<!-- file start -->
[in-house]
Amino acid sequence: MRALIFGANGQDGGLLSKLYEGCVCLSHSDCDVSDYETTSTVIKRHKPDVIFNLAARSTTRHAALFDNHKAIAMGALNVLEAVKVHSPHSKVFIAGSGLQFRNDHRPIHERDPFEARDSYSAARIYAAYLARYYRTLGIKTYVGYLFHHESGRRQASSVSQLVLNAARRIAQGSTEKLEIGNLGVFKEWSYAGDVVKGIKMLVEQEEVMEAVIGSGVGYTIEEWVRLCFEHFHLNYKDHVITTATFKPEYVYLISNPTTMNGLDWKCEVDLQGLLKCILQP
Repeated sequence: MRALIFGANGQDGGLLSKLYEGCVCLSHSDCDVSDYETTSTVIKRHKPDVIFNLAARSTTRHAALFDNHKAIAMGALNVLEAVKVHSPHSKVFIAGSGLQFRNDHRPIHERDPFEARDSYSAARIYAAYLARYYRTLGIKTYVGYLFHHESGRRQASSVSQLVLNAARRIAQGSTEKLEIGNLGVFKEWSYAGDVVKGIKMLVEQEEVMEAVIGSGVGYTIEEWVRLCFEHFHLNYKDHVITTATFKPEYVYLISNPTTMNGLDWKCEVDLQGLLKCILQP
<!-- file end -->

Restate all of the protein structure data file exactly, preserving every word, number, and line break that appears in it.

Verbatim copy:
[in-house]
Amino acid sequence: MRALIFGANGQDGGLLSKLYEGCVCLSHSDCDVSDYETTSTVIKRHKPDVIFNLAARSTTRHAALFDNHKAIAMGALNVLEAVKVHSPHSKVFIAGSGLQFRNDHRPIHERDPFEARDSYSAARIYAAYLARYYRTLGIKTYVGYLFHHESGRRQASSVSQLVLNAARRIAQGSTEKLEIGNLGVFKEWSYAGDVVKGIKMLVEQEEVMEAVIGSGVGYTIEEWVRLCFEHFHLNYKDHVITTATFKPEYVYLISNPTTMNGLDWKCEVDLQGLLKCILQP
Repeated sequence: MRALIFGANGQDGGLLSKLYEGCVCLSHSDCDVSDYETTSTVIKRHKPDVIFNLAARSTTRHAALFDNHKAIAMGALNVLEAVKVHSPHSKVFIAGSGLQFRNDHRPIHERDPFEARDSYSAARIYAAYLARYYRTLGIKTYVGYLFHHESGRRQASSVSQLVLNAARRIAQGSTEKLEIGNLGVFKEWSYAGDVVKGIKMLVEQEEVMEAVIGSGVGYTIEEWVRLCFEHFHLNYKDHVITTATFKPEYVYLISNPTTMNGLDWKCEVDLQGLLKCILQP